Research suggests that, at ages three to four years, children of mothers who used marijuana while pregnant have poorer verbal, memory and reasoning ability; poorer motor skills and shorter length of play; and are more likely to be fearful, impulsive, inattentive, hyperactive and delinquent6. These difficulties appear to persist into adolescence, when they may be accompanied by increased depression and anxiety, along with reading and spelling problems and general underachievement at school6. Such deficits may also continue into early adulthood, along with an increased risk for initiation of tobacco and marijuana use19,20.

In addition, there exists some evidence that mothers' marijuana use during pregnancy increases the risk of their children developing childhood cancers, including non-lymphoblastic leukemia, rhabdomyosarcoma (a rare, highly malignant tumor that can occur anywhere in the body), and astrocytoma (a type of brain tumor)11.

Preliminary research suggests that fathers' marijuana use in the year prior to their children's birth is associated with an increased risk of rhabdomyosarcoma in their children10, and that fathers' marijuana use during conception, pregnancy, or post-natally may be associated with an increased risk of Sudden Infant Death Syndrome (SIDS) in their infants15.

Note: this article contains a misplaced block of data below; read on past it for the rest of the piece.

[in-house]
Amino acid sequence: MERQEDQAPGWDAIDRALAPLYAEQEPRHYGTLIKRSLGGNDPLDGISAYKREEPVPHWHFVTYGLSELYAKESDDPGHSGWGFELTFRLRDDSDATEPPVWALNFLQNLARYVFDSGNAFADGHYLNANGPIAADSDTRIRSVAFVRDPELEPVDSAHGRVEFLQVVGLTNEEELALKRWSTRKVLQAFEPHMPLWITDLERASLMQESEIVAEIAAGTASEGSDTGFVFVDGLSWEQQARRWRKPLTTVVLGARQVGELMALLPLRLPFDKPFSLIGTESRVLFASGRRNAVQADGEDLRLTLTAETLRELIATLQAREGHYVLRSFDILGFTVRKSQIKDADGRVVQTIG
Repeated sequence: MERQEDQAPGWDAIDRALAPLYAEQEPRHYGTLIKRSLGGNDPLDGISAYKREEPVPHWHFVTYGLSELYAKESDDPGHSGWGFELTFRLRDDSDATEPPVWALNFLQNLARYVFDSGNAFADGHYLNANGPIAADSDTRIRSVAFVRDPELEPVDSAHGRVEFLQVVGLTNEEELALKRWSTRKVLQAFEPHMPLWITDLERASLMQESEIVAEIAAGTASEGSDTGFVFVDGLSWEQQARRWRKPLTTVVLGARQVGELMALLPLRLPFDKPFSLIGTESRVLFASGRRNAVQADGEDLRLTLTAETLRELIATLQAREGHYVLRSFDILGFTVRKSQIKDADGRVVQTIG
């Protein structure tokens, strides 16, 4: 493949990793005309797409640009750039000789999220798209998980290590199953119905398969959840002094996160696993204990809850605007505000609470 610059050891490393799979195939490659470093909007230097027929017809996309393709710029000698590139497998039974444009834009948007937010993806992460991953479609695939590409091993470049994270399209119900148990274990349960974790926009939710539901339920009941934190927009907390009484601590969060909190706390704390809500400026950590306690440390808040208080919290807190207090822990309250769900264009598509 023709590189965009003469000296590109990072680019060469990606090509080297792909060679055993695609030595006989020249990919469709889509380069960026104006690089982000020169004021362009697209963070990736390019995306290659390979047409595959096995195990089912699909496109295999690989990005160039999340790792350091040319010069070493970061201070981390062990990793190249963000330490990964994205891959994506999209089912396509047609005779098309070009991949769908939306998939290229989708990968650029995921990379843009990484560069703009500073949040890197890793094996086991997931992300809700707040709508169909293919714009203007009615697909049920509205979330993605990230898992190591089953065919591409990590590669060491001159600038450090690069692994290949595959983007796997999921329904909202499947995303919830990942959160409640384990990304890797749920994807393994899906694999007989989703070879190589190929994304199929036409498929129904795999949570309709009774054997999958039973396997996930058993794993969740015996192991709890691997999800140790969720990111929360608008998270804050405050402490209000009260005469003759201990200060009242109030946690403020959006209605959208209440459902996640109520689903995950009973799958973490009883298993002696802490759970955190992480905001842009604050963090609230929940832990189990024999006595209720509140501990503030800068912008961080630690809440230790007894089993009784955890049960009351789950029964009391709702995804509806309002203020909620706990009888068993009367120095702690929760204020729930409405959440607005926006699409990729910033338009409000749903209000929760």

Can Marijuana Use Affect Breast Milk?

When a breastfeeding mother uses marijuana, THC passes into the breast milk and thus into the baby, where it can be stored in the baby's fatty tissue for several weeks. Infants exposed to THC through breast milk experience increased tremors, poor sucking, slow weight gain, and poor feeding in the first month of life18,22.  Studies have also suggested marijuana exposure through breast milk could decrease motor development of the child at one year of age8, but little is known for sure about the adverse effects of postnatal marijuana exposure through breastfeeding because of a lack of studies in lactating women.